Guest Column | May 27, 2020

Is This The Pearl Harbor Moment For The U.S. Pharma Supply Chain?

By Thomas Giannone


As the COVID-19 pandemic continues to evolve at a rapid pace, it has revealed numerous fields for inquiry, debate and consideration. Among them is the U.S.’s preparedness to react to the potential risks of a global supply chain. Without entertaining the blame game, it is reasonable to surmise that we were not adequately prepared for this COVID-19 crisis.

In particular, our dependence on a global healthcare system – evidenced by the recent lack of PPE and, to a lesser degree, disruption to the supply chain of essential pharmaceutical drugs – has revealed evident gaps in our preparedness.  History has shown that gaps, especially in a global context, can lead to disastrous consequences, with Pearl Harbor being the most tragic.

Gaps also exist today in our country’s collective knowledge required to determine the severity of the current pandemic’s risk to our supply chain for drugs. Undoubtedly, these gaps will remain leaving questions that need to be answered and will, hopefully, serve as a roadmap for legislators and advocates of the industry.


The U.S. pharmaceutical supply chain is complex for many reasons, including the variety of components needed in the final form of a drug.   These components resulting in the final dosage form (FDF) include APIs,  the active pharmaceutical ingredients that establish a drug’s efficacy;  KSMs, the key starting materials that are the raw materials and intermediates of a drug substance; and excipients, which are formulated alongside the API and serve many purposes including long-term stabilization and bulking up the API.

Since an API produces the intended effect of the drug, its production is key to the safety of the supply chain. To manufacture APIs for export into the U.S., facilities must be pre-approved by the FDA.  There are 1,788 FDA approved manufacturing facilities across the globe, distributed as follows:

Figure 1

China and India have the potential to manufacture the greatest quantity of APIs, but the supply chains for pharmaceuticals with both countries are particularly complex and interdependent. China is the world’s largest supplier of APIs and as of 2018 ranks second among countries that export drugs and biologics to the U.S.  APIs manufactured by China also come to the U.S. as part of FDFs manufactured in other countries such as India.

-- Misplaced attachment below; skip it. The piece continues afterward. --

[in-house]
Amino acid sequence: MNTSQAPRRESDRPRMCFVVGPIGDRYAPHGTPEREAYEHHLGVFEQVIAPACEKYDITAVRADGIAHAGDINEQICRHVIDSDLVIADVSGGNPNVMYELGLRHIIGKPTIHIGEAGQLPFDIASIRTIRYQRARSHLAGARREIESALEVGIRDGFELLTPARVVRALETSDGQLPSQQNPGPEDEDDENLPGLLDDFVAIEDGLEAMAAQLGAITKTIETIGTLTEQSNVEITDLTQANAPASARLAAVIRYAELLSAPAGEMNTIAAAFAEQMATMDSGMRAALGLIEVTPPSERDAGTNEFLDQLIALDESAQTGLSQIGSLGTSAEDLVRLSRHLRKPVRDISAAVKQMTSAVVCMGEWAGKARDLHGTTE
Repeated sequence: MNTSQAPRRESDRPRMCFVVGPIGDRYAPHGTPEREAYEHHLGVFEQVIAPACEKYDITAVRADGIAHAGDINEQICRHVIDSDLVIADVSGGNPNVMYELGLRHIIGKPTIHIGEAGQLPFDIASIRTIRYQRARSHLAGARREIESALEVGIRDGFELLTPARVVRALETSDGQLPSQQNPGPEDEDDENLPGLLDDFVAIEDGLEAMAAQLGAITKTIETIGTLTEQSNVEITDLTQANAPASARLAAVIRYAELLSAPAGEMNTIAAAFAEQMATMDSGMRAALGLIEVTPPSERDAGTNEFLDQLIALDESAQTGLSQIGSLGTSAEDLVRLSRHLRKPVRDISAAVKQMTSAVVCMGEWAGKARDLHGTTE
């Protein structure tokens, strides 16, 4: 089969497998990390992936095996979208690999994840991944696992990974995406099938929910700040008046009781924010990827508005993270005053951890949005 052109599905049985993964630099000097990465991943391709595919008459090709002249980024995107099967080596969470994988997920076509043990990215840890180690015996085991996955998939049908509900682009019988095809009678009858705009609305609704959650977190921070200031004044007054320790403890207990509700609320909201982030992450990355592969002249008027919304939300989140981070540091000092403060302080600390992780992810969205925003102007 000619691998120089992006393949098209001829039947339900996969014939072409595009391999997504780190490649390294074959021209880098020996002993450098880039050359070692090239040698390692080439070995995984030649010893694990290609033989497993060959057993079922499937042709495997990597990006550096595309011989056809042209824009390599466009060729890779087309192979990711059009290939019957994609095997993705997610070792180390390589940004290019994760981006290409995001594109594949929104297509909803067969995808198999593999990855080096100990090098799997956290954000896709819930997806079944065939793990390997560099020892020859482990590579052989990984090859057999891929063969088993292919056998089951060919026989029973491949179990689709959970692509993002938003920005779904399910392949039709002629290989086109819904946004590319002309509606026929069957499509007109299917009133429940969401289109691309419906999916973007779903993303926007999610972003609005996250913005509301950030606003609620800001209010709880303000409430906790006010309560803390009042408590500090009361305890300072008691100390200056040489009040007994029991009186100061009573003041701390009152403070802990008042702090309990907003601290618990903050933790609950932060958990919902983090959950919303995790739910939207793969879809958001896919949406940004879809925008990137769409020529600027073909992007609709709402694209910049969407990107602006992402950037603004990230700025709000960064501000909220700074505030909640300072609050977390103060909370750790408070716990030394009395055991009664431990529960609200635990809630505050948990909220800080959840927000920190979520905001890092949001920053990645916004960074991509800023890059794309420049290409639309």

It has been concluded by industry experts that the percentage of APIs produced by China for the U.S. is likely underrepresented by the expert numbers, as China is also a major supplier of APIs for other countries.  This lack of a reliable API registry makes it difficult to estimate the true market share of Chinese-made APIs. India is ranked as the world’s main supplier of generic drugs, supplying up to 50% of all U.S. generics - however, India also imports nearly 70% of its APIs from China.

Until more data is available on China API production, it is helpful to evaluate the importation of APIs contained in branded vs. generic drugs. Dr. Gerard Anderson, a professor of health policy and international health at Johns Hopkins University has been quoted as saying that the U.S. is generally at a low risk of API production when it comes to branded drugs. Pfizer spokeswoman Kimberly Becker says less than 2% of their APIs and key materials are sourced from China and David A. Ricks, the CEO of Eli Lilly, has publicly stated that all of Lilly’s APIs are manufactured in either Europe or the U.S.  However, we remain dependent on international sources of generic drugs especially because generic drugs are based on price competition.

It can be concluded that the U.S. dependency on APIs can be traced through the supply chain of generic pharmaceuticals.  Due to the plethora of generic drugs on the market and the focus of the U.S. healthcare system to encourage the use of generic drugs for cost control reasons, it is helpful to determine which drugs are essential to the health of the U.S. population. 

A list of “essential” vs. “non-essential” drugs is published by the World Health Organization (WHO), updated biannually, and is known as the Essential Medicines List (EML).  Essential drugs are those that meet the most important needs in a health system. Currently, the WHO classifies 462 drugs as “essential” on the EML and according to the World Intellectual Property Organization, 95% of the drugs on the WHO’s EML are off-patent (generics) and the roughly five percent remaining  are largely antivirals. Three WHO Essential Drugs are only manufactured in China.